For Immediate Release
Dec. 5, 2011
Phone: (202) 745-3239
WASHINGTON, D.C. — Randall Fuller is the recipient of the Christian Gauss Award for From Battlefields Rising: How the Civil War Transformed American Literature
(Oxford University Press, 2011).
The $10,000 award is given annually by the Phi Beta Kappa Society for books in the field of literary scholarship and criticism. The award was created in 1950 to honor a former Phi Beta Kappa president and distinguished scholar at Princeton University.
The Society presented the award on Friday, Dec. 2 at a ceremony in Washington, D.C.
In From Battlefields Rising, Fuller explores the profound impact of the war on writers including Walt Whitman, Ralph Waldo Emerson, Herman Melville, Nathaniel Hawthorne, Emily Dickinson, and Frederick Douglass. From Battlefields Rising flashes with forgotten historical details and elegant new ideas, and it alters previous perceptions about the evolution of American literature and how Americans have understood and expressed their common history.
“Encountering Ralph Waldo Emerson’s Phi Beta Kappa address on ‘The American Scholar’ in graduate school is what led me to become an Americanist,” Randall said. “It is therefore especially gratifying to have my book on the Civil War and American Literature awarded by Phi Beta Kappa. I am enormously honored to be included among the list of previous winners, whose thoughts and words continue to live in the work of those literary critics and scholars who have followed.”
Fuller is a professor of English and the director of the Honor Program at Drury University. He has written for numerous journals, such as American Literature, American Literary History, and Early American Literature, and his book Emerson’s Ghosts: Literature, Politics, and the Making of Americanists was published by Oxford University Press in 2007.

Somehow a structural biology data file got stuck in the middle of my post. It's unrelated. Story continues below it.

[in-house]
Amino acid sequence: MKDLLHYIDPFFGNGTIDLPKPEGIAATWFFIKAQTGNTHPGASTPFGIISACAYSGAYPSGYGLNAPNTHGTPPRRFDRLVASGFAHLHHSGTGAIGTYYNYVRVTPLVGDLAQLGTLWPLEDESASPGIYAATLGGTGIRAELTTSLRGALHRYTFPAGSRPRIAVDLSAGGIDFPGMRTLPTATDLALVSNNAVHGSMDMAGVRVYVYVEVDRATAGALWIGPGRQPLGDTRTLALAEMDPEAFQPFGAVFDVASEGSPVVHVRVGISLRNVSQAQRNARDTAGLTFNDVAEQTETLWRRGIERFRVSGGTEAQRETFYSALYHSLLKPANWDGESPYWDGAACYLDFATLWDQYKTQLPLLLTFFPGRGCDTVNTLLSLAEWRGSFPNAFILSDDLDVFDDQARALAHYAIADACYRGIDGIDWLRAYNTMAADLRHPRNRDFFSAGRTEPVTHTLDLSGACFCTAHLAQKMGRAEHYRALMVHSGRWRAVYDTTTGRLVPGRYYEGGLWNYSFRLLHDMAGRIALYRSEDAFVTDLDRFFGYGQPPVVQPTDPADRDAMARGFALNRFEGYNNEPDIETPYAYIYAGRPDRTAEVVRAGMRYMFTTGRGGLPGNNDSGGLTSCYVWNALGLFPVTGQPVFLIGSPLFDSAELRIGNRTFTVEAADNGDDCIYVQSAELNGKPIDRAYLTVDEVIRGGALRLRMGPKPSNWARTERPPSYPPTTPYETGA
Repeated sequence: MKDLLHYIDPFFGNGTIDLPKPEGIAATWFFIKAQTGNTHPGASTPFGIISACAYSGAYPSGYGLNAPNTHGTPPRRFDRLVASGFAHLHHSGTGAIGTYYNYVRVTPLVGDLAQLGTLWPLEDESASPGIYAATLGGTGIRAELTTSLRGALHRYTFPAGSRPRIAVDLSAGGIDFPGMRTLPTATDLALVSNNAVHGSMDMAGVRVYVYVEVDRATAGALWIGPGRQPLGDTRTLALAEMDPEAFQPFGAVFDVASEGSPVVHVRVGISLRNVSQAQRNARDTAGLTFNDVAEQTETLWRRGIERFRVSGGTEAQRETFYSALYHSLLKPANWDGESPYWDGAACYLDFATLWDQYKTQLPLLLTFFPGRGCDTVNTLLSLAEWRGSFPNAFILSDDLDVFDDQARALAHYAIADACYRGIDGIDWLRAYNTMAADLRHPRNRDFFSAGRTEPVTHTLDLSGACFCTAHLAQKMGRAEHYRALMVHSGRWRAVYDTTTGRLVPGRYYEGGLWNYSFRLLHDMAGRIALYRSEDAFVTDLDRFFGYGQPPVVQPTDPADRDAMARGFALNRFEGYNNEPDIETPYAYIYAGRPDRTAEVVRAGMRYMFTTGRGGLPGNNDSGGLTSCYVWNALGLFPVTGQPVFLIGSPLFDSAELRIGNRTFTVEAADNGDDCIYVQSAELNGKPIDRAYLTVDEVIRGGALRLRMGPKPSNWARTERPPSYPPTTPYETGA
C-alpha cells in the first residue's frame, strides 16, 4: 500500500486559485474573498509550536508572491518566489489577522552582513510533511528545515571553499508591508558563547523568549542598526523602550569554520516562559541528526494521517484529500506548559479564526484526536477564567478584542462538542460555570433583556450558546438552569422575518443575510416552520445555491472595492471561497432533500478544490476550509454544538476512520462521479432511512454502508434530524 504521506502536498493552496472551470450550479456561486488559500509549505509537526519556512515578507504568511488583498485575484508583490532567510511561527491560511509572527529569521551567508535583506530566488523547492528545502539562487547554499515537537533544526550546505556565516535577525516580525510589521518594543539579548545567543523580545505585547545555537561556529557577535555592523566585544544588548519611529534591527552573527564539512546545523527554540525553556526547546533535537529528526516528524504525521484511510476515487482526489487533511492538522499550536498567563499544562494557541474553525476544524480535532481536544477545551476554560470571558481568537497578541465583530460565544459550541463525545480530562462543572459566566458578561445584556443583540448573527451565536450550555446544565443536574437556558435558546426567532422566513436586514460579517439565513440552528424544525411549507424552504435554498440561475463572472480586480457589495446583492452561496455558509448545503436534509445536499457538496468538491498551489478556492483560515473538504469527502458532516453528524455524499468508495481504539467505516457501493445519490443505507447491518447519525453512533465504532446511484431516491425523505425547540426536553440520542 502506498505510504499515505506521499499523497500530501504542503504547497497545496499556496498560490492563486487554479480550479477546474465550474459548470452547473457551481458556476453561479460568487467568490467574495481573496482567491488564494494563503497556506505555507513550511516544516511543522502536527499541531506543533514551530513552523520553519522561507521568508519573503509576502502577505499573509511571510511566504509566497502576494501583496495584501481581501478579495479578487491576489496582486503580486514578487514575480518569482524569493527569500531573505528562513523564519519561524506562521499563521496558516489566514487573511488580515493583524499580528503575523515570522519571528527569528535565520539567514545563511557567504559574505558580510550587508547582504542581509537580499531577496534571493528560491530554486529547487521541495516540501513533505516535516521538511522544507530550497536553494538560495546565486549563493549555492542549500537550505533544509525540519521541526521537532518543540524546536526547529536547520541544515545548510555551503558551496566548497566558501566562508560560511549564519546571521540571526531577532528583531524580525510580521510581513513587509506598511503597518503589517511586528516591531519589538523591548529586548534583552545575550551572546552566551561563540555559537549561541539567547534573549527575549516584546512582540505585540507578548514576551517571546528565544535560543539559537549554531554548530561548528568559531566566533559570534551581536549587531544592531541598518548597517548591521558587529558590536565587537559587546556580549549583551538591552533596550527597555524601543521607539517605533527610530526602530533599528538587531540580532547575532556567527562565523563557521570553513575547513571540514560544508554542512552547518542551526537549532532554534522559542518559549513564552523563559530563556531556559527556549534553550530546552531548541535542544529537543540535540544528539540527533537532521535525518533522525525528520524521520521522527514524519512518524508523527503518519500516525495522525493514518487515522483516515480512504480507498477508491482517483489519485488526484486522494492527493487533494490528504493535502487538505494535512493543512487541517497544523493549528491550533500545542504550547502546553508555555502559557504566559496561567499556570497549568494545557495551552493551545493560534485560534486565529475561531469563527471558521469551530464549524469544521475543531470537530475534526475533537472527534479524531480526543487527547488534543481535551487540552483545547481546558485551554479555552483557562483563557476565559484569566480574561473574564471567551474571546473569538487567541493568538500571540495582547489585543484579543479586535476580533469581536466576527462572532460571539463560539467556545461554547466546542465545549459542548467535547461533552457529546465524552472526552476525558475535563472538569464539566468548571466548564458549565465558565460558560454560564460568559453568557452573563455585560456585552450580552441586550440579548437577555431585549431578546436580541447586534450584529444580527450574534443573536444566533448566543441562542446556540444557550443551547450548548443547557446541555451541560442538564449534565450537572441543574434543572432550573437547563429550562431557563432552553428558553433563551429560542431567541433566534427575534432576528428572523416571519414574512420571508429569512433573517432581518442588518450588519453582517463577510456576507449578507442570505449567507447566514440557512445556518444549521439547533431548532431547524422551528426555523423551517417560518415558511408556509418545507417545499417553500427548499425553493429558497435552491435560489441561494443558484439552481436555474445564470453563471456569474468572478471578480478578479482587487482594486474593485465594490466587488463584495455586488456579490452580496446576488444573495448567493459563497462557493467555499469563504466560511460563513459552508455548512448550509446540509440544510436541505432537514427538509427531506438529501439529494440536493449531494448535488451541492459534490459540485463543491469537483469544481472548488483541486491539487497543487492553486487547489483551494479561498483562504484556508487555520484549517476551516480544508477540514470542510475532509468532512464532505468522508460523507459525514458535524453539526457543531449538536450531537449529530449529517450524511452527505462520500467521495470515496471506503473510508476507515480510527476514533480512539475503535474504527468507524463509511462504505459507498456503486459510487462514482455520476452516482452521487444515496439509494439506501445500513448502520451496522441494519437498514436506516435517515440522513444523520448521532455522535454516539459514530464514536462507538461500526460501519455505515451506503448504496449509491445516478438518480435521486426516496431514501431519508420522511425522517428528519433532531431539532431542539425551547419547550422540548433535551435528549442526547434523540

Also this year, Timothy Snyder received the Ralph Waldo Emerson Award for Bloodlands: Europe Between Hitler and Stalin (Basic Books, 2010). Burton Richter received the Book Award in Science for Beyond Smoke and Mirrors: Climate Change and Energy in the 21st Century (Cambridge University Press, 2010). They were honored along with Fuller at the December awards ceremony in Washington.
For more about the 2011 book award winners, see the announcement on our website here
About the Phi Beta Kappa Society
Founded in 1776, Phi Beta Kappa is the nation’s oldest academic honor society. It has chapters at 280 institutions and more than half a million members throughout the country. Its mission is to champion education in the liberal arts and sciences, to recognize academic excellence, and to foster freedom of thought and expression. Among its programs are academic and literary awards, lectureships, a fellowship, a professorship, and publication of The American Scholar
, an award-winning quarterly journal.